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Customers at odds with indicted utility owner for years

Utility owner George Johnson, who is accused in a bribery scheme, leaves U.S. District Court in Phoenix on June 7, 2017.

Utility owner George Johnson, who is accused in a bribery scheme, leaves U.S. District Court in Phoenix on June 7, 2017.

The name George Johnson has gained statewide notoriety in the last year, but his reputation precedes him in Pinal County.

That has been evident in recent weeks as hundreds of county residents have made their voices heard in special meetings for the Arizona Corporation Commission to consider installing an interim manager of Johnson’s utility company that bears his name.

The commission’s move is typically reserved for companies with ongoing or significant problems the commission doesn’t believe will be addressed without its intervention, but it comes as no surprise to the people of Pinal County who have seen Johnson as a utility-owning bogeyman for years.

Johnson was indicted in May on federal charges for his part in an alleged bribery scheme, and his problems are mounting as the Pinal County Board of Supervisors voted April 4 to intervene in the commission’s case to take over management of the company.

During the special meetings held in San Tan Valley, residents let commission know of inexplicably high water bills and the smell of sewage permeating their homes.

Mike Goodman

Mike Goodman

Pinal County Supervisor Mike Goodman, whose district is home to thousands of Johnson’s customers, recalled one elderly couple in particular

The man used a walker as his wife helped him up to speak, and Goodman followed them out the door as they left, exhausted and melancholy.

“And he looked at me, and he just had this hopelessness about him,” Goodman said.

Goodman said the man was at his wit’s end after dealing with Johnson Utilities for 15 to 20 years, getting his hopes up for improvement, only to have them squashed over and over.

Goodman asked the man to trust him.

“That night when I got home,” Goodman said, pausing a few beats before continuing, “the magnitude of what I asked that man to do and what I’ve asked all my constituents to do–to put faith in me–was overwhelming. I realized what I had just asked. That was almost as scary as when I asked my wife to marry me and when she said yes.”

The people who have come forward are evidence enough for Goodman to believe there has been an abuse of power and a failure to properly regulate the utility company that serves thousands of people in the San Tan Valley area.

He said the system is sorting itself out now, but the damage has been done.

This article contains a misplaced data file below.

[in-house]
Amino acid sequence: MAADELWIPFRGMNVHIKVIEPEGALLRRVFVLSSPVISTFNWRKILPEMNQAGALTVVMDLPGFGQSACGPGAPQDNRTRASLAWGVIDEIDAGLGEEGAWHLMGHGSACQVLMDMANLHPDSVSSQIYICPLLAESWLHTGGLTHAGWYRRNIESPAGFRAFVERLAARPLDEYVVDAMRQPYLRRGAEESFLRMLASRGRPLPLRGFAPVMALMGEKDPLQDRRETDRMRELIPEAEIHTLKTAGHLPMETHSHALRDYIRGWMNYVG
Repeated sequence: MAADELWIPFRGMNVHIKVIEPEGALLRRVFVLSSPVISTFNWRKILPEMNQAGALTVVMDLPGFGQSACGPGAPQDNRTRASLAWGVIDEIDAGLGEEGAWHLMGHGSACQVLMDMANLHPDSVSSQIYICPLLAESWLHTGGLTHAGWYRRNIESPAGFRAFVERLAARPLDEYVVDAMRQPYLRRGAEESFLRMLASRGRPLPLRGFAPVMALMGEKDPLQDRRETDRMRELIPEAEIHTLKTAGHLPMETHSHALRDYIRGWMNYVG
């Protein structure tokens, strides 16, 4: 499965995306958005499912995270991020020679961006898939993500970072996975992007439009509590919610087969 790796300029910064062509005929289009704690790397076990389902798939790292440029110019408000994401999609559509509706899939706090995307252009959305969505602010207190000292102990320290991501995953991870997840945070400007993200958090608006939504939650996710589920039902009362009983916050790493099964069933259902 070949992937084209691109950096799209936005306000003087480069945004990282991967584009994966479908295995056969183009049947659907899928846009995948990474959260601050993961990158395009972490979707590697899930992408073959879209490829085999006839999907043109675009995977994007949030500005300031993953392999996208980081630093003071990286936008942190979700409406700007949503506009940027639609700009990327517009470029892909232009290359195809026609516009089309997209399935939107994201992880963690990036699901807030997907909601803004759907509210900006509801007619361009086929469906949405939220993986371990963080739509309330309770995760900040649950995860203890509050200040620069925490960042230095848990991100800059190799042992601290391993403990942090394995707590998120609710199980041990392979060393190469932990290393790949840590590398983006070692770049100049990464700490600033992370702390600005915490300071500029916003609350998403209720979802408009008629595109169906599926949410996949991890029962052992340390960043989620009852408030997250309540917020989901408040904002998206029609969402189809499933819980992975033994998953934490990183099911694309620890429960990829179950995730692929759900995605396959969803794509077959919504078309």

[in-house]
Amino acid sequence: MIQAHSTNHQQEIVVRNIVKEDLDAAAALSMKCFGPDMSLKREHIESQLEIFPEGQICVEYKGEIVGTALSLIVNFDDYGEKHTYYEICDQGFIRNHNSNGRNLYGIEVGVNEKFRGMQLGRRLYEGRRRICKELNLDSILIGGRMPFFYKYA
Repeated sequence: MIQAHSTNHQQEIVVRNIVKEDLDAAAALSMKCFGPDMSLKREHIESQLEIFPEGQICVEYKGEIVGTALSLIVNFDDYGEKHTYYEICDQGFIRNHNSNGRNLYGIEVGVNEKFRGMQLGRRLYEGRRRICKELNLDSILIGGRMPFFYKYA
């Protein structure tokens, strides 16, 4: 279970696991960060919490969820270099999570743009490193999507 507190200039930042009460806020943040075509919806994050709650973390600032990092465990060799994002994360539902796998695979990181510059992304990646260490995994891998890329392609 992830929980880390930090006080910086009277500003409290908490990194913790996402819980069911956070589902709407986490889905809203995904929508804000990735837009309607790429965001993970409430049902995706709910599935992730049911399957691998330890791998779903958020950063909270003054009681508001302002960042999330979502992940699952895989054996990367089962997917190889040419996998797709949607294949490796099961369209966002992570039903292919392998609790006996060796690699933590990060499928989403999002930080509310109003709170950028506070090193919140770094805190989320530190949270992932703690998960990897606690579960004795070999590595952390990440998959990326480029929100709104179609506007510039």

The people served by Johnson Utilities have lost trust in their elected officials, he said, and the belief that those same officials have played a role in their plight has made the road ahead rough.

In a March 12 letter filed to the commission’s docket, Commissioner Justin Olson said the company’s history of sewer overflows and other issues justified installing an interim manager. Those issues included any involvement Johnson may still have with the company and whether the current acting manager has any relevant experience managing water companies.

On March 29, the commission postponed an evidentiary hearing on the matter to April to give more customers time to join the case, but not before hearing from some agitated customers who had already made the trek to Phoenix that day.

James Malin said he owns several properties that get water from Johnson Utilities, including one home that stood empty for three months but was still billed for more than 10,000 gallons of water in that time. And because the bills were sent to the wrong address, Malin said he was left to also argue over late fees with Johnson’s customer service department, which has earned its fair share of criticism over the years.

“I don’t know what part of this utility is functioning, but quite frankly, they can’t even handle the paperwork,” Malin said.

Catherine Labranche said she came to Arizona to retire and has since had to deal with water bills that are just “not normal.”

“I didn’t work all my life to pay water bills,” she said. “I just want someone to do something about this.”

And Julie Phillips said the people of San Tan Valley have been patient long enough.

“At some point, we just feel like the system’s rigged against us,” she said. “Enough is enough.”

Some of that frustration has seeped into residents’ perception of their elected officials in Pinal County, too.

Goodman has only been in office for about a year, but he said he’s already tired of being a “customer service rep” for Johnson and tired of the battle he’s helped fight since day one. He won’t stop, but he wants something done.

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